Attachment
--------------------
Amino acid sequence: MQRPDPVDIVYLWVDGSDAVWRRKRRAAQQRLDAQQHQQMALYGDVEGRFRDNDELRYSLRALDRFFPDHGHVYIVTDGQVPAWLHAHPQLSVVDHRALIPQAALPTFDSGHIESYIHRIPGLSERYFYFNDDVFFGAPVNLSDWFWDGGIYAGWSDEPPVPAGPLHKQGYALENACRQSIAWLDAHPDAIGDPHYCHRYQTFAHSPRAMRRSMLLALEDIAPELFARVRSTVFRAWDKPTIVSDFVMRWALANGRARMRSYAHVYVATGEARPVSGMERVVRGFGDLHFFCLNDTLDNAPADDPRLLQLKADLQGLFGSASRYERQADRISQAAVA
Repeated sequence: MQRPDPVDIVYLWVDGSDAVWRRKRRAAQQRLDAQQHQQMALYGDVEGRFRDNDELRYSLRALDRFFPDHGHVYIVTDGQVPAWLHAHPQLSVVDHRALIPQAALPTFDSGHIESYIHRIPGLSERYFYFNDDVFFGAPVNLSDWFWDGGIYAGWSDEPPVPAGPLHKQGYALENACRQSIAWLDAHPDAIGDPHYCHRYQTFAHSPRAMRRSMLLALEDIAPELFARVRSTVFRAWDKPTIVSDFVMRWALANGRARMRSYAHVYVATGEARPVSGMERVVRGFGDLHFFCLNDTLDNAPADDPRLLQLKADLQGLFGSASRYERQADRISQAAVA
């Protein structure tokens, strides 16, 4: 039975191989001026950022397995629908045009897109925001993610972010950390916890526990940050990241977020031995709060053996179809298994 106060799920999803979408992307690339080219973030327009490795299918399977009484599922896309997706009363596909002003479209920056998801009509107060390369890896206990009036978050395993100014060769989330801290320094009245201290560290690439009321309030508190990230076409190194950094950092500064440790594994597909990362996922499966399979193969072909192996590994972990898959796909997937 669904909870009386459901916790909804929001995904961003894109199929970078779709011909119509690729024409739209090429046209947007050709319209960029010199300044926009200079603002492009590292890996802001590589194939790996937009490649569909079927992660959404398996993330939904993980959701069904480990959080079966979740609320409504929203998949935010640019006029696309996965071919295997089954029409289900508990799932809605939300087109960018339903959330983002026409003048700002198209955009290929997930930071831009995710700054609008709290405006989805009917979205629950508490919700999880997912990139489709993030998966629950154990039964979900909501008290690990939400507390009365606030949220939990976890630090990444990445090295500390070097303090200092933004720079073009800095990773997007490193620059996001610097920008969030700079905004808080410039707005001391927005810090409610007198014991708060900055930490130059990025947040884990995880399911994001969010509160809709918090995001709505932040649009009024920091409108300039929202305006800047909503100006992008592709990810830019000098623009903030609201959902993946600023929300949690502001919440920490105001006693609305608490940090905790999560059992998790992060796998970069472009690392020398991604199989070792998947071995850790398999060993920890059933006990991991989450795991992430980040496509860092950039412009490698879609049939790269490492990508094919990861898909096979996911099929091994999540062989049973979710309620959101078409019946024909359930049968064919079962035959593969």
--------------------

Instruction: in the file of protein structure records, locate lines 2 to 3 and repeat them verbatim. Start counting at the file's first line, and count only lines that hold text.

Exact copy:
Repeated sequence: MQRPDPVDIVYLWVDGSDAVWRRKRRAAQQRLDAQQHQQMALYGDVEGRFRDNDELRYSLRALDRFFPDHGHVYIVTDGQVPAWLHAHPQLSVVDHRALIPQAALPTFDSGHIESYIHRIPGLSERYFYFNDDVFFGAPVNLSDWFWDGGIYAGWSDEPPVPAGPLHKQGYALENACRQSIAWLDAHPDAIGDPHYCHRYQTFAHSPRAMRRSMLLALEDIAPELFARVRSTVFRAWDKPTIVSDFVMRWALANGRARMRSYAHVYVATGEARPVSGMERVVRGFGDLHFFCLNDTLDNAPADDPRLLQLKADLQGLFGSASRYERQADRISQAAVA
């Protein structure tokens, strides 16, 4: 039975191989001026950022397995629908045009897109925001993610972010950390916890526990940050990241977020031995709060053996179809298994 106060799920999803979408992307690339080219973030327009490795299918399977009484599922896309997706009363596909002003479209920056998801009509107060390369890896206990009036978050395993100014060769989330801290320094009245201290560290690439009321309030508190990230076409190194950094950092500064440790594994597909990362996922499966399979193969072909192996590994972990898959796909997937 669904909870009386459901916790909804929001995904961003894109199929970078779709011909119509690729024409739209090429046209947007050709319209960029010199300044926009200079603002492009590292890996802001590589194939790996937009490649569909079927992660959404398996993330939904993980959701069904480990959080079966979740609320409504929203998949935010640019006029696309996965071919295997089954029409289900508990799932809605939300087109960018339903959330983002026409003048700002198209955009290929997930930071831009995710700054609008709290405006989805009917979205629950508490919700999880997912990139489709993030998966629950154990039964979900909501008290690990939400507390009365606030949220939990976890630090990444990445090295500390070097303090200092933004720079073009800095990773997007490193620059996001610097920008969030700079905004808080410039707005001391927005810090409610007198014991708060900055930490130059990025947040884990995880399911994001969010509160809709918090995001709505932040649009009024920091409108300039929202305006800047909503100006992008592709990810830019000098623009903030609201959902993946600023929300949690502001919440920490105001006693609305608490940090905790999560059992998790992060796998970069472009690392020398991604199989070792998947071995850790398999060993920890059933006990991991989450795991992430980040496509860092950039412009490698879609049939790269490492990508094919990861898909096979996911099929091994999540062989049973979710309620959101078409019946024909359930049968064919079962035959593969």